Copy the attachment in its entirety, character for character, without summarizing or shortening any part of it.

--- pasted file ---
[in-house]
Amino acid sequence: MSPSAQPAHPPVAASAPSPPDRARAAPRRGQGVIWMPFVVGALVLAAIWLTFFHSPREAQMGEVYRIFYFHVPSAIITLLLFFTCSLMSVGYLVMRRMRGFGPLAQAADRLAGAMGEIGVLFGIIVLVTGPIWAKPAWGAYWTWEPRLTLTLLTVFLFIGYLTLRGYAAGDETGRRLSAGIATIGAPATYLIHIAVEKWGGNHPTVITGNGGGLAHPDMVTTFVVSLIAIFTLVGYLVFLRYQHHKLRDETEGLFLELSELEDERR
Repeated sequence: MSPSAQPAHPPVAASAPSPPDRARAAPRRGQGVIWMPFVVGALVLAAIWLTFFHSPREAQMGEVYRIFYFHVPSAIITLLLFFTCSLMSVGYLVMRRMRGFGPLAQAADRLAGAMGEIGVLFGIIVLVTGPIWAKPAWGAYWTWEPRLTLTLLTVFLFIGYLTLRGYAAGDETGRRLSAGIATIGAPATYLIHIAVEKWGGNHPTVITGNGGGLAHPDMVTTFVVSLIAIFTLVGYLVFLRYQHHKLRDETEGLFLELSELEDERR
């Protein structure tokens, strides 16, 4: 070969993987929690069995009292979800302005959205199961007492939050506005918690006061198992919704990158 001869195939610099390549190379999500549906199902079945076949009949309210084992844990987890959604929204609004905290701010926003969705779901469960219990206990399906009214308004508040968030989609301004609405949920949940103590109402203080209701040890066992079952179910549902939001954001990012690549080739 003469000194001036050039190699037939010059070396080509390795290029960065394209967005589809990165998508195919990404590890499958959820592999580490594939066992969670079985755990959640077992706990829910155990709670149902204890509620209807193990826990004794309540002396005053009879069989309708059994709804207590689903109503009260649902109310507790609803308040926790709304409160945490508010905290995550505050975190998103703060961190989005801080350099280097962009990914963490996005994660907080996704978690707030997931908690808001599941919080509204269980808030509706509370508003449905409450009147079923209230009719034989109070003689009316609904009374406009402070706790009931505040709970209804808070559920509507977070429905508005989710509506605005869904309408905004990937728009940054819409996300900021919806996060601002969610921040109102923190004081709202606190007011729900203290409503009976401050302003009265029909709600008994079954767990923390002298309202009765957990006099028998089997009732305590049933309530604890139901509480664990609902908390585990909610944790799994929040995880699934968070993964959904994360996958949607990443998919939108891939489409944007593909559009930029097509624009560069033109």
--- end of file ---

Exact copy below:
[in-house]
Amino acid sequence: MSPSAQPAHPPVAASAPSPPDRARAAPRRGQGVIWMPFVVGALVLAAIWLTFFHSPREAQMGEVYRIFYFHVPSAIITLLLFFTCSLMSVGYLVMRRMRGFGPLAQAADRLAGAMGEIGVLFGIIVLVTGPIWAKPAWGAYWTWEPRLTLTLLTVFLFIGYLTLRGYAAGDETGRRLSAGIATIGAPATYLIHIAVEKWGGNHPTVITGNGGGLAHPDMVTTFVVSLIAIFTLVGYLVFLRYQHHKLRDETEGLFLELSELEDERR
Repeated sequence: MSPSAQPAHPPVAASAPSPPDRARAAPRRGQGVIWMPFVVGALVLAAIWLTFFHSPREAQMGEVYRIFYFHVPSAIITLLLFFTCSLMSVGYLVMRRMRGFGPLAQAADRLAGAMGEIGVLFGIIVLVTGPIWAKPAWGAYWTWEPRLTLTLLTVFLFIGYLTLRGYAAGDETGRRLSAGIATIGAPATYLIHIAVEKWGGNHPTVITGNGGGLAHPDMVTTFVVSLIAIFTLVGYLVFLRYQHHKLRDETEGLFLELSELEDERR
């Protein structure tokens, strides 16, 4: 070969993987929690069995009292979800302005959205199961007492939050506005918690006061198992919704990158 001869195939610099390549190379999500549906199902079945076949009949309210084992844990987890959604929204609004905290701010926003969705779901469960219990206990399906009214308004508040968030989609301004609405949920949940103590109402203080209701040890066992079952179910549902939001954001990012690549080739 003469000194001036050039190699037939010059070396080509390795290029960065394209967005589809990165998508195919990404590890499958959820592999580490594939066992969670079985755990959640077992706990829910155990709670149902204890509620209807193990826990004794309540002396005053009879069989309708059994709804207590689903109503009260649902109310507790609803308040926790709304409160945490508010905290995550505050975190998103703060961190989005801080350099280097962009990914963490996005994660907080996704978690707030997931908690808001599941919080509204269980808030509706509370508003449905409450009147079923209230009719034989109070003689009316609904009374406009402070706790009931505040709970209804808070559920509507977070429905508005989710509506605005869904309408905004990937728009940054819409996300900021919806996060601002969610921040109102923190004081709202606190007011729900203290409503009976401050302003009265029909709600008994079954767990923390002298309202009765957990006099028998089997009732305590049933309530604890139901509480664990609902908390585990909610944790799994929040995880699934968070993964959904994360996958949607990443998919939108891939489409944007593909559009930029097509624009560069033109």